@Darryl... you seem to be implying that the quarter day/cross quarter day controversy has been resolved? When did this occur?
For those less well versed in this earth-shattering issue, the question was whether the seasons began on quarter days, or on the cross quarter days -- the former being approximately the solstice and equinox dates, the latter being the days half way between a solstice and an equinox. Or to be a little more formal: Lady Day, Midsummer Day, Michaelmas and Christmas for the quarter days, and Candlemas, May Day, Lammas and All Hallows for the cross quarter days.
Obviously, if the seasons began on the cross-quarter days, then summer begins on Mayday and runs until Lammas, and Midsummer Day is, well, in the middle, and the middle of winter is Christmas day. Otherwise, summer begins on "Midsummer's Day" and runs until Michaelmas, and winter doesn't start until Christmas, which makes the carol "In the Bleak Midwinter" a bit weird (although it scans better than "In the Bleak Early February").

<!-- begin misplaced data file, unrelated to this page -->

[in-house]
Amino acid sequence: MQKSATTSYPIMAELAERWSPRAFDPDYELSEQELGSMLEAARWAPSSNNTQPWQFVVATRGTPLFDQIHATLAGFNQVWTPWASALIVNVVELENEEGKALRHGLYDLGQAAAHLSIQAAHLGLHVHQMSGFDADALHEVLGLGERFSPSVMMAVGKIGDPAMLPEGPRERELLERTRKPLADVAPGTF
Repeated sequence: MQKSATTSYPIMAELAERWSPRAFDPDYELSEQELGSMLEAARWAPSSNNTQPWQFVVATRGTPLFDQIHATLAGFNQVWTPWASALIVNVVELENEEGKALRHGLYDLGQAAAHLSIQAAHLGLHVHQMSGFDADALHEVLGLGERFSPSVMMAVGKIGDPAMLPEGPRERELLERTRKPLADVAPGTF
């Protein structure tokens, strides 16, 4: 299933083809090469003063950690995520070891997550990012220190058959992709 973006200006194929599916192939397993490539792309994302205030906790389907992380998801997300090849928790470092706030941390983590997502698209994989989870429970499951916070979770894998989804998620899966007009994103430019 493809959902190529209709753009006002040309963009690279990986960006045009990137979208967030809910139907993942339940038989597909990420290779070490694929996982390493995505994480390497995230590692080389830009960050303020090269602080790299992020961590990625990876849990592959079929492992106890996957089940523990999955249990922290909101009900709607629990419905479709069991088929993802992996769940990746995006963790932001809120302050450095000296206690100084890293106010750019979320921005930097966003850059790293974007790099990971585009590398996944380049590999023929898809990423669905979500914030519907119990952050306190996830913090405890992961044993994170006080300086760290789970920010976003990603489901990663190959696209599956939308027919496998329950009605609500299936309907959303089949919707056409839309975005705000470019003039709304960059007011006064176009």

Personally, I'm with that Mr. Shakespeare, who quite explicitly referred to the longest day of the year as "Midsummer", which makes the cross-quarter day camp correct and everyone else, well, heathen barbarians. Or something.